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posted by janrinok on Friday August 30 2019, @12:08PM   Printer-friendly

Mike Masnick, usually editor for Techdirt, has written an essay on a technological approach to preserving free speech online in spite of the direction things have been heading in regards to locked-in platforms. He proposes moving back to an Internet where protocols dominate.

This article proposes an entirely different approach—one that might seem counterintuitive but might actually provide for a workable plan that enables more free speech, while minimizing the impact of trolling, hateful speech, and large-scale disinformation efforts. As a bonus, it also might help the users of these platforms regain control of their privacy. And to top it all off, it could even provide an entirely new revenue stream for these platforms.

That approach: build protocols, not platforms.

To be clear, this is an approach that would bring us back to the way the internet used to be. The early internet involved many different protocols—instructions and standards that anyone could then use to build a compatible interface. Email used SMTP (Simple Mail Transfer Protocol). Chat was done over IRC (Internet Relay Chat). Usenet served as a distributed discussion system using NNTP (Network News Transfer Protocol). The World Wide Web itself was its own protocol: HyperText Transfer Protocol, or HTTP.

In the past few decades, however, rather than building new protocols, the internet has grown up around controlled platforms that are privately owned. These can function in ways that appear similar to the earlier protocols, but they are controlled by a single entity. This has happened for a variety of reasons. Obviously, a single entity controlling a platform can then profit off of it. In addition, having a single entity can often mean that new features, upgrades, bug fixes, and the like can be rolled out much more quickly, in ways that would increase the user base.

Earlier on SN:
Re-decentralizing the World-Wide Web (2019)
Decentralized Sharing (2014)


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  • (Score: 3, Interesting) by dmc on Saturday August 31 2019, @03:11AM

    by dmc (188) on Saturday August 31 2019, @03:11AM (#888073)

    This has happened for a variety of reasons. Obviously, a single
        entity controlling a platform can then profit off of it. In addition,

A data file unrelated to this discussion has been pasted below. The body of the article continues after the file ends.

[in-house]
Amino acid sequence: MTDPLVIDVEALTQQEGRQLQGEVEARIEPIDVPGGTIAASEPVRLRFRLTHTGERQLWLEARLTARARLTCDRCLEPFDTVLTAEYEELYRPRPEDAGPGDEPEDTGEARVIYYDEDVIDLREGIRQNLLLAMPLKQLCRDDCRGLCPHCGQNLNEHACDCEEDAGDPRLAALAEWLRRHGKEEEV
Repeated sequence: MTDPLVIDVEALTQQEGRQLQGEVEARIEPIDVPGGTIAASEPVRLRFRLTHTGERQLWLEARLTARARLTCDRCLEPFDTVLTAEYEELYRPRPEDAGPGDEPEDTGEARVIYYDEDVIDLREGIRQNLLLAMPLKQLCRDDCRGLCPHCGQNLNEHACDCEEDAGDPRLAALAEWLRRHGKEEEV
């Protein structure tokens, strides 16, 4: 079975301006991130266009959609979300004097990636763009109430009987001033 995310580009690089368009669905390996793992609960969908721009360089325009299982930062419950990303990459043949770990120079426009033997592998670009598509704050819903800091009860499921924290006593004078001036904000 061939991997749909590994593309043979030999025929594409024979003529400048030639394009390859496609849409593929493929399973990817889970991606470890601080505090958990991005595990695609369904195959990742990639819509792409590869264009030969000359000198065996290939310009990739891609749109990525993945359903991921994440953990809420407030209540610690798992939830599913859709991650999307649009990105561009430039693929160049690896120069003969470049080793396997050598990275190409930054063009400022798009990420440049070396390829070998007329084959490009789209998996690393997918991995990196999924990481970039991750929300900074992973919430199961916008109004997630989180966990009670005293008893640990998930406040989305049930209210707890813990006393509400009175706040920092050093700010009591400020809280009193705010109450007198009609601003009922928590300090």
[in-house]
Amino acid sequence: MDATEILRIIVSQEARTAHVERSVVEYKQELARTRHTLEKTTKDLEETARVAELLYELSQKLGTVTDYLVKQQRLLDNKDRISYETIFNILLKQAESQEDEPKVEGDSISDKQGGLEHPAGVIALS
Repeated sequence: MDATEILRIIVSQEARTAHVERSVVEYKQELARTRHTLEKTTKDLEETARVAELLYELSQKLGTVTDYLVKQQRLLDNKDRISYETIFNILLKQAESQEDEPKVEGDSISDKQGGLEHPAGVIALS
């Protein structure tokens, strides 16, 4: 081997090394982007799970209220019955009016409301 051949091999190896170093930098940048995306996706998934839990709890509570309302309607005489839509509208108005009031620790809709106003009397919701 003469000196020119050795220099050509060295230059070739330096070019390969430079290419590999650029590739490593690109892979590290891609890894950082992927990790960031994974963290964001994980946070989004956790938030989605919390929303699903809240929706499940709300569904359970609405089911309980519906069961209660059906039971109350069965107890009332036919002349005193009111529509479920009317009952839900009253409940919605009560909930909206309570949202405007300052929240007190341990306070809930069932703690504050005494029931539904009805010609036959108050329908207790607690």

having a single entity can often mean that new features, upgrades,
        bug fixes, and the like can be rolled out much more quickly, in ways
        that would increase the user base.

    "can often mean" sounds apologist to me on the heels of "Obviously, a single
        entity controlling a platform can then profit off of it.".

    Amongst the variety, at the top of my short list is how the fcc (and mainstream/tech journalism) has generally ignored home server prohibition as a meaningful facet of the 'network neutrality' big picture. To me the freedom to operate servers is the atomic reduction of free speech capability via the internet. Or, to reply to the summary, protocols that can be arbitrarily dorked with by profit-seeking corporations are not going to get you Free Speech. If the FCC wasn't corrupt, they would have admitted home servers are first class device citizens when it comes to so-called network neutrality, and the next day we would have seen an exponential increase in interesting protocol development. The powers that be have managed however to thwart what network neutrality should have become in that regard. As it stands now, any newly developed protocol will undoubtedly get contained/absorbed by the establishment. Because the big$ players are not fools.

    http://apps.fcc.gov/ecfs/document/view?id=7522219498 [fcc.gov]
    (sha512sum:9a9e4138caebb6fc5615fef76275b2f3c8e6826b81ea4c45cd892e96
    5950fa7df794ad7a96322da9991fa029c8843930366c48c9473aadcd28402864e50d2230)

    or the pdf I sent them (almost twice the filesize, not for any reason I understand precisely)

    http://cloudsession.com/dawg/downloads/misc/kag-draft-k12... [cloudsession.com]
    (sha512sum:ff551477ffca3c069f6d8fe6c435acda8d70411f2e7b003ed53e8372
    0eae37249d04260544639791f3a7b989c730ad8e1b16c44334b0a83a7c44d7d22134a9a6)

    https://lwn.net/Articles/658006/ [lwn.net]

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